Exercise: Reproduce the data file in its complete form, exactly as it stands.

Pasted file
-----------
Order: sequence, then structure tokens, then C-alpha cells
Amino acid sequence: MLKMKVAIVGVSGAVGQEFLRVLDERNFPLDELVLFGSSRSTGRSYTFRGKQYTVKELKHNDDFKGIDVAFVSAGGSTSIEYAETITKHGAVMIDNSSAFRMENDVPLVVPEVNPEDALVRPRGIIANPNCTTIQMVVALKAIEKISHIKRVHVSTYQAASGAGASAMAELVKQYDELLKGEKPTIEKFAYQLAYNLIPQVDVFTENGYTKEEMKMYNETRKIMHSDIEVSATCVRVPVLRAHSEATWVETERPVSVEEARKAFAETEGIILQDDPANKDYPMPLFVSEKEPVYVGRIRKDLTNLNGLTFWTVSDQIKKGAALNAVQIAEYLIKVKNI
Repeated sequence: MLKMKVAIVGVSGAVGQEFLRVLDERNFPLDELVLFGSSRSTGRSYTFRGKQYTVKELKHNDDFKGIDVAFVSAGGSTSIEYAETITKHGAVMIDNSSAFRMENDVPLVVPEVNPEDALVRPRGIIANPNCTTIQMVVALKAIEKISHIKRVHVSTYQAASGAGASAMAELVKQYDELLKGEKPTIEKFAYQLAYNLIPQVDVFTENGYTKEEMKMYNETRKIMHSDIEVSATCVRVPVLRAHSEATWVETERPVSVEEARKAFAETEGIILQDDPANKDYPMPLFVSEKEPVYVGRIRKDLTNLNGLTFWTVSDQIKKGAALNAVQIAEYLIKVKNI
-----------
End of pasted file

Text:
Order: sequence, then structure tokens, then C-alpha cells
Amino acid sequence: MLKMKVAIVGVSGAVGQEFLRVLDERNFPLDELVLFGSSRSTGRSYTFRGKQYTVKELKHNDDFKGIDVAFVSAGGSTSIEYAETITKHGAVMIDNSSAFRMENDVPLVVPEVNPEDALVRPRGIIANPNCTTIQMVVALKAIEKISHIKRVHVSTYQAASGAGASAMAELVKQYDELLKGEKPTIEKFAYQLAYNLIPQVDVFTENGYTKEEMKMYNETRKIMHSDIEVSATCVRVPVLRAHSEATWVETERPVSVEEARKAFAETEGIILQDDPANKDYPMPLFVSEKEPVYVGRIRKDLTNLNGLTFWTVSDQIKKGAALNAVQIAEYLIKVKNI
Repeated sequence: MLKMKVAIVGVSGAVGQEFLRVLDERNFPLDELVLFGSSRSTGRSYTFRGKQYTVKELKHNDDFKGIDVAFVSAGGSTSIEYAETITKHGAVMIDNSSAFRMENDVPLVVPEVNPEDALVRPRGIIANPNCTTIQMVVALKAIEKISHIKRVHVSTYQAASGAGASAMAELVKQYDELLKGEKPTIEKFAYQLAYNLIPQVDVFTENGYTKEEMKMYNETRKIMHSDIEVSATCVRVPVLRAHSEATWVETERPVSVEEARKAFAETEGIILQDDPANKDYPMPLFVSEKEPVYVGRIRKDLTNLNGLTFWTVSDQIKKGAALNAVQIAEYLIKVKNI